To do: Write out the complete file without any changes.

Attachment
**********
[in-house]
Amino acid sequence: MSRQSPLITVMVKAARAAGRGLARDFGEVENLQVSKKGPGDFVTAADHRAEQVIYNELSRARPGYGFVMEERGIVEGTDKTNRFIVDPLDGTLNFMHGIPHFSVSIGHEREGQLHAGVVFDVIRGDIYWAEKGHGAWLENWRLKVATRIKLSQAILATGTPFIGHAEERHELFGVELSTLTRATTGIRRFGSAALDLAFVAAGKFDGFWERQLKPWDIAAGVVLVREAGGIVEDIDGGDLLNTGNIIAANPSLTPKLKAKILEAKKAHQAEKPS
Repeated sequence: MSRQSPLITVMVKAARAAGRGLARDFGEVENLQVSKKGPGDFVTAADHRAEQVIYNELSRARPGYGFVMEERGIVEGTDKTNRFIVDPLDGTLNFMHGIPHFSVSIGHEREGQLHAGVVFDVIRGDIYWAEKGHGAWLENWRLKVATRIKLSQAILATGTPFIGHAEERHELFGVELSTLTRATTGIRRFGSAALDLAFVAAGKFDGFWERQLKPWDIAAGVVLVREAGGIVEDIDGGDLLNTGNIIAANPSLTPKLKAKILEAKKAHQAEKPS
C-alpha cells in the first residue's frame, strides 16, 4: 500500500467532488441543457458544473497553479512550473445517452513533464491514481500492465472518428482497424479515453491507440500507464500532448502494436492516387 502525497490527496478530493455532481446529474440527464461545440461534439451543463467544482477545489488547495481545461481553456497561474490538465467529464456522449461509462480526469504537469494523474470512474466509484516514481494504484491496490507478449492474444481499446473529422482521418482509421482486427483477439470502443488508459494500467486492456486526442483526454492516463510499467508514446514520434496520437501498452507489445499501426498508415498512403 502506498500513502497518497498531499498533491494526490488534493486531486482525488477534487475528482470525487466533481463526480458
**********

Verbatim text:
[in-house]
Amino acid sequence: MSRQSPLITVMVKAARAAGRGLARDFGEVENLQVSKKGPGDFVTAADHRAEQVIYNELSRARPGYGFVMEERGIVEGTDKTNRFIVDPLDGTLNFMHGIPHFSVSIGHEREGQLHAGVVFDVIRGDIYWAEKGHGAWLENWRLKVATRIKLSQAILATGTPFIGHAEERHELFGVELSTLTRATTGIRRFGSAALDLAFVAAGKFDGFWERQLKPWDIAAGVVLVREAGGIVEDIDGGDLLNTGNIIAANPSLTPKLKAKILEAKKAHQAEKPS
Repeated sequence: MSRQSPLITVMVKAARAAGRGLARDFGEVENLQVSKKGPGDFVTAADHRAEQVIYNELSRARPGYGFVMEERGIVEGTDKTNRFIVDPLDGTLNFMHGIPHFSVSIGHEREGQLHAGVVFDVIRGDIYWAEKGHGAWLENWRLKVATRIKLSQAILATGTPFIGHAEERHELFGVELSTLTRATTGIRRFGSAALDLAFVAAGKFDGFWERQLKPWDIAAGVVLVREAGGIVEDIDGGDLLNTGNIIAANPSLTPKLKAKILEAKKAHQAEKPS
C-alpha cells in the first residue's frame, strides 16, 4: 500500500467532488441543457458544473497553479512550473445517452513533464491514481500492465472518428482497424479515453491507440500507464500532448502494436492516387 502525497490527496478530493455532481446529474440527464461545440461534439451543463467544482477545489488547495481545461481553456497561474490538465467529464456522449461509462480526469504537469494523474470512474466509484516514481494504484491496490507478449492474444481499446473529422482521418482509421482486427483477439470502443488508459494500467486492456486526442483526454492516463510499467508514446514520434496520437501498452507489445499501426498508415498512403 502506498500513502497518497498531499498533491494526490488534493486531486482525488477534487475528482470525487466533481463526480458